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U.K. Prime Minister Theresa May has accused the European Union of not wanting Brexit negotiations to be a success, as tensions between both sides escalate ahead of official talks.
"The events of the last few days have shown that - whatever our wishes, and however reasonable the positions of Europe's other leaders - there are some in Brussels who do not want these talks to succeed," May said Wednesday afternoon outside Downing Street.
Her comments follow media reports that the EU's Commission President Jean-Claude Juncker left London "10 times more skeptical" than he was before after a dinner with Prime Minister May last week. Their meeting has been described in the press as a disaster with both leaders clashing over key negotiating issues.
Earlier on Wednesday, Juncker described May as a "tough woman". May has said that she will be a "bloody difficult woman" during Brexit talks.
Speaking outside Downing Street, the head of the Conservative party went further and accused the European Union of wanting to interfere in the upcoming general election.
"Britain's negotiating position in Europe has been misrepresented in the continental press. The European Commission's negotiating stance has hardened.Threats against Britain have been issued by European politicians and officials. All of these acts have been deliberately timed to affect the result of the general election that will take place on 8 June," the prime minister said.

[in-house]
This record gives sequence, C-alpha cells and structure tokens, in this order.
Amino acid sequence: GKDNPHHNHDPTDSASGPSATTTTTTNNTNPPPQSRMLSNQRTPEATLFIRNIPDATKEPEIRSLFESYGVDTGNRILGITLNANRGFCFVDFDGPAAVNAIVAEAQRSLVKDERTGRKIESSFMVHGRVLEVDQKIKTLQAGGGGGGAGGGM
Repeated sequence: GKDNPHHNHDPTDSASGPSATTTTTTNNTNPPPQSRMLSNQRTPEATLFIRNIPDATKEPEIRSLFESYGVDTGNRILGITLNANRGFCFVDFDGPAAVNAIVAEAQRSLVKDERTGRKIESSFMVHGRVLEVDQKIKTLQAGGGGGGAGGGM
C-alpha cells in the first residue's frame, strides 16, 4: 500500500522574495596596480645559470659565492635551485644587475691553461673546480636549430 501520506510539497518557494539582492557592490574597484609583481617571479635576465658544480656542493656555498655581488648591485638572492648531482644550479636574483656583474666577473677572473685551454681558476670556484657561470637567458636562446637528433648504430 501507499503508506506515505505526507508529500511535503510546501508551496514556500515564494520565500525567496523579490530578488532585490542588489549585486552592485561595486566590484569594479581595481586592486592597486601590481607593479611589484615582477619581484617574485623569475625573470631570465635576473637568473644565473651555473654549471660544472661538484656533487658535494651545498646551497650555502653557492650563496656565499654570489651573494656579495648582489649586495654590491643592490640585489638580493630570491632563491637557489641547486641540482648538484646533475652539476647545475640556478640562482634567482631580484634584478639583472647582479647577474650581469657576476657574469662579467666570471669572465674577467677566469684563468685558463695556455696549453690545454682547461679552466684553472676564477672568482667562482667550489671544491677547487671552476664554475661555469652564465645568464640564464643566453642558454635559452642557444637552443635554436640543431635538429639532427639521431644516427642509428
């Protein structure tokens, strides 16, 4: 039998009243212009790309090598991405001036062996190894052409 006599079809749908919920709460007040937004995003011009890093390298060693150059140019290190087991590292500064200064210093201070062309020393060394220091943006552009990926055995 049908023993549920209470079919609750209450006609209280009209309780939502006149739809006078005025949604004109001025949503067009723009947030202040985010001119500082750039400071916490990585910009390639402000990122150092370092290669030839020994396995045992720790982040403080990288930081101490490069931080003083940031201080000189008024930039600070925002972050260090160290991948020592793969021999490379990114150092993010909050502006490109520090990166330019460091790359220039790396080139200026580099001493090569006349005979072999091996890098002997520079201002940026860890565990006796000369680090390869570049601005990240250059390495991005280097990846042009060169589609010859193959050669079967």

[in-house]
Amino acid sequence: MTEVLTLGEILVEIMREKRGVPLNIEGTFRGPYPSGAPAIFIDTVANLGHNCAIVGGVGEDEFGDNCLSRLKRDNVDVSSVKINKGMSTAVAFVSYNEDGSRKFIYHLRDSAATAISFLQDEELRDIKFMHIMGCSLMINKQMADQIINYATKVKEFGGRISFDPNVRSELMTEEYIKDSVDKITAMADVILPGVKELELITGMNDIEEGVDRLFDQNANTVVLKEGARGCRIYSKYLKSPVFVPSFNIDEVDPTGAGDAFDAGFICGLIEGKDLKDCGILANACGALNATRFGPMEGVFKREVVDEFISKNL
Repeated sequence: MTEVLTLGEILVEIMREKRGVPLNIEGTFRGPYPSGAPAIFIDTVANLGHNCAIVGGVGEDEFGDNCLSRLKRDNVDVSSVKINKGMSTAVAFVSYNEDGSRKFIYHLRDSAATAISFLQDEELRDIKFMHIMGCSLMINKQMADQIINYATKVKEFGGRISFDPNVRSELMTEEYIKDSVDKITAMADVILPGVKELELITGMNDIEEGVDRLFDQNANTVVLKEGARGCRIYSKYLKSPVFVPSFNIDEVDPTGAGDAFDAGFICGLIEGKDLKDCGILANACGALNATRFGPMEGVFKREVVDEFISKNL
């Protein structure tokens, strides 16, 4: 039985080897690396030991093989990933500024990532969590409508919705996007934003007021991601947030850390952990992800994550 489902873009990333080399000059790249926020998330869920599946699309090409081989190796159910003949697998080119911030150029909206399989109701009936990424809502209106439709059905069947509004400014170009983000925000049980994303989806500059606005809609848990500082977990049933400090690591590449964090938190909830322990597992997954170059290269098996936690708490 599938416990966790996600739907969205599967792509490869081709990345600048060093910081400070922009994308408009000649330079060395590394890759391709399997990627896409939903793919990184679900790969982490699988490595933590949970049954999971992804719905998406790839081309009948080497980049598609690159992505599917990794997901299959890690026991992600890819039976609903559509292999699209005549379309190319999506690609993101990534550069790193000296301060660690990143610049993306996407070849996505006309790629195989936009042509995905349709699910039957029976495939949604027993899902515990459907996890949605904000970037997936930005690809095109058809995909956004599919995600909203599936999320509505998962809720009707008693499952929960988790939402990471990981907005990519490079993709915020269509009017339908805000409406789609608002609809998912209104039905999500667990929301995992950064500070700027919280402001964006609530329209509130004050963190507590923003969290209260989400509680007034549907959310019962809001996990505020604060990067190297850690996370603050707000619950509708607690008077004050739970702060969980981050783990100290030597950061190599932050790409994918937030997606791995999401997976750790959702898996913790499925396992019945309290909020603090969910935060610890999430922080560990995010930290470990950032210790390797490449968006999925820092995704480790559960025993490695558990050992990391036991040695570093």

Theresa May called a snap election, hoping to increase her parliamentary majority and her negotiating power with Brussels.
The EU's negotiator, Michel Barnier, did not comment on the increasing tensions in U.K.-EU relations at a press conference on Wednesday morning. However, he said that the U.K.'s departure from the EU will not be "painless."
"Some have created the illusion that Brexit will have no material impact on our lives or that negotiations can be concluded quickly and painlessly. This is not the case. We need sound solutions, legal precision and this will take time," Barnier said.
The U.K. will have to pay a bill for leaving the European Union, but according to the EU's negotiator this "is not a punishment".
"I cannot accept that term: blank cheque. There was never any question of asking the UK to give us a blank cheque. That would not be serious. All we're asking for is that the accounts to be cleared for the honoring commitments the U.K. has entered," Barnier said.
"Leaving the union doesn't have a price, which has to be paid," he added.
The Financial Times reported earlier that the EU had revised its calculations for the so-called exit bill to 100 billion euros ($109.12 billion). The number floated in the press had until now been about 60 billion euros. According to the paper, the increase was due to the direct requests from France and Germany to cover post-Brexit farm payments and EU administration fees.
Barnier dismissed any figures while reiterating that the EU will use a "very precise methodology". "I don't wish to give any figures today. I can't because I don't know what the figures are," he said.
The methodology for the exit bill will be agreed with the U.K. during the upcoming negotiations, Barnier explained.
In London, the U.K.'s negotiator David Davies said Wednesday morning that his country would not pay a 100 billion euro bill. The government will pay what is legally due but "not just what the EU wants."
Barnier also vowed that it is the EU's main priority to ensure that European citizens living in the U.K. will be able to keep their current rights for their lifetimes.
Asia-focused bank Standard Chartered announced Wednesday that it is looking at opening a subsidiary in Frankfurt to secure access to Europe after the U.K. has left the European Union.
Earlier, JP Morgan Chase also announced that it will boost its current units in Dublin, Frankfurt, and Luxembourg to do business that it won't be able to do via London once the U.K. leaves the EU.
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